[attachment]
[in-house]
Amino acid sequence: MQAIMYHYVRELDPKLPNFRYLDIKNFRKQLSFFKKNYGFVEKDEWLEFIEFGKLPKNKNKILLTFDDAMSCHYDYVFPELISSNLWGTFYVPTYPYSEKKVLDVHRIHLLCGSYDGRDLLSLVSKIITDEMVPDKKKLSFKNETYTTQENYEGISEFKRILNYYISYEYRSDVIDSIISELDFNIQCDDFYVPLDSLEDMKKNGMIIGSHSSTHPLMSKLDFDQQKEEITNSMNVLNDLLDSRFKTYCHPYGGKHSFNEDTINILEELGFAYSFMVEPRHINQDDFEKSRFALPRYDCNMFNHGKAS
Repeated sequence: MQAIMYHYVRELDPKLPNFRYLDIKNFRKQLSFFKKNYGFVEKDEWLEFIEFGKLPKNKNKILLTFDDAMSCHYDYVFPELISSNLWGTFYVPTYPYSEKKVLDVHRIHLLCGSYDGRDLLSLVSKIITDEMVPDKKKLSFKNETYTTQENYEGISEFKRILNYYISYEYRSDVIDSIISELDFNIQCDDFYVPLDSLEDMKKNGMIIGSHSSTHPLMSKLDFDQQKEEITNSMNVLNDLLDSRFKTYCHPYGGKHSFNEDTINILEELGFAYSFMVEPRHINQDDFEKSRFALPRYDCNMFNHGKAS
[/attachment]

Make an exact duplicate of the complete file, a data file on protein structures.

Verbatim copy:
[in-house]
Amino acid sequence: MQAIMYHYVRELDPKLPNFRYLDIKNFRKQLSFFKKNYGFVEKDEWLEFIEFGKLPKNKNKILLTFDDAMSCHYDYVFPELISSNLWGTFYVPTYPYSEKKVLDVHRIHLLCGSYDGRDLLSLVSKIITDEMVPDKKKLSFKNETYTTQENYEGISEFKRILNYYISYEYRSDVIDSIISELDFNIQCDDFYVPLDSLEDMKKNGMIIGSHSSTHPLMSKLDFDQQKEEITNSMNVLNDLLDSRFKTYCHPYGGKHSFNEDTINILEELGFAYSFMVEPRHINQDDFEKSRFALPRYDCNMFNHGKAS
Repeated sequence: MQAIMYHYVRELDPKLPNFRYLDIKNFRKQLSFFKKNYGFVEKDEWLEFIEFGKLPKNKNKILLTFDDAMSCHYDYVFPELISSNLWGTFYVPTYPYSEKKVLDVHRIHLLCGSYDGRDLLSLVSKIITDEMVPDKKKLSFKNETYTTQENYEGISEFKRILNYYISYEYRSDVIDSIISELDFNIQCDDFYVPLDSLEDMKKNGMIIGSHSSTHPLMSKLDFDQQKEEITNSMNVLNDLLDSRFKTYCHPYGGKHSFNEDTINILEELGFAYSFMVEPRHINQDDFEKSRFALPRYDCNMFNHGKAS